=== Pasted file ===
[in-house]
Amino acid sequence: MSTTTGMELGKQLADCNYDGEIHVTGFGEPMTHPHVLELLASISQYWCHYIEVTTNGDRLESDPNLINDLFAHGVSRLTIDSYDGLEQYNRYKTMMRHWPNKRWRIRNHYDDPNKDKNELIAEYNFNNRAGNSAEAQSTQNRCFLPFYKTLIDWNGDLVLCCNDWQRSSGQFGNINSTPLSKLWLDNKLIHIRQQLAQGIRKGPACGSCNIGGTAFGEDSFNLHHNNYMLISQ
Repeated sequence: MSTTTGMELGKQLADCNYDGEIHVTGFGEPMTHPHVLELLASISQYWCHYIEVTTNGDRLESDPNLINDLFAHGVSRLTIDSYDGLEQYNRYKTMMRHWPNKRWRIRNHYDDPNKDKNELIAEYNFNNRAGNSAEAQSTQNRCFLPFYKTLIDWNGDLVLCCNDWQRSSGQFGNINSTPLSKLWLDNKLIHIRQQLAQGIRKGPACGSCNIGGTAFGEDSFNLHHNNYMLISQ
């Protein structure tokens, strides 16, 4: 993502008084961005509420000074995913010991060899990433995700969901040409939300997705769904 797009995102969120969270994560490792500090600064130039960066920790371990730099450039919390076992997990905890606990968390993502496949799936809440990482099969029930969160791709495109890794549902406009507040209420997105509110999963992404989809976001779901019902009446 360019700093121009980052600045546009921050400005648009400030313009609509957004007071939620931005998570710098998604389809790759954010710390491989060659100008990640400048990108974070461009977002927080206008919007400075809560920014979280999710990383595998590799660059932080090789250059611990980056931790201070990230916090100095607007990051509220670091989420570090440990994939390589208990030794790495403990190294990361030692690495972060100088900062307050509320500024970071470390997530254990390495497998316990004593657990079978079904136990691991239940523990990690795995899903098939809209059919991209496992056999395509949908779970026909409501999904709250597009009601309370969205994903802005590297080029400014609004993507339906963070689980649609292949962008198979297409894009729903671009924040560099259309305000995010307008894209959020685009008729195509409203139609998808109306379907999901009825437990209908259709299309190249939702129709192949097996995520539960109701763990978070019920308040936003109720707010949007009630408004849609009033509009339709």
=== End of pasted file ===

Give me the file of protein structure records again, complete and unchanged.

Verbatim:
[in-house]
Amino acid sequence: MSTTTGMELGKQLADCNYDGEIHVTGFGEPMTHPHVLELLASISQYWCHYIEVTTNGDRLESDPNLINDLFAHGVSRLTIDSYDGLEQYNRYKTMMRHWPNKRWRIRNHYDDPNKDKNELIAEYNFNNRAGNSAEAQSTQNRCFLPFYKTLIDWNGDLVLCCNDWQRSSGQFGNINSTPLSKLWLDNKLIHIRQQLAQGIRKGPACGSCNIGGTAFGEDSFNLHHNNYMLISQ
Repeated sequence: MSTTTGMELGKQLADCNYDGEIHVTGFGEPMTHPHVLELLASISQYWCHYIEVTTNGDRLESDPNLINDLFAHGVSRLTIDSYDGLEQYNRYKTMMRHWPNKRWRIRNHYDDPNKDKNELIAEYNFNNRAGNSAEAQSTQNRCFLPFYKTLIDWNGDLVLCCNDWQRSSGQFGNINSTPLSKLWLDNKLIHIRQQLAQGIRKGPACGSCNIGGTAFGEDSFNLHHNNYMLISQ
């Protein structure tokens, strides 16, 4: 993502008084961005509420000074995913010991060899990433995700969901040409939300997705769904 797009995102969120969270994560490792500090600064130039960066920790371990730099450039919390076992997990905890606990968390993502496949799936809440990482099969029930969160791709495109890794549902406009507040209420997105509110999963992404989809976001779901019902009446 360019700093121009980052600045546009921050400005648009400030313009609509957004007071939620931005998570710098998604389809790759954010710390491989060659100008990640400048990108974070461009977002927080206008919007400075809560920014979280999710990383595998590799660059932080090789250059611990980056931790201070990230916090100095607007990051509220670091989420570090440990994939390589208990030794790495403990190294990361030692690495972060100088900062307050509320500024970071470390997530254990390495497998316990004593657990079978079904136990691991239940523990990690795995899903098939809209059919991209496992056999395509949908779970026909409501999904709250597009009601309370969205994903802005590297080029400014609004993507339906963070689980649609292949962008198979297409894009729903671009924040560099259309305000995010307008894209959020685009008729195509409203139609998808109306379907999901009825437990209908259709299309190249939702129709192949097996995520539960109701763990978070019920308040936003109720707010949007009630408004849609009033509009339709």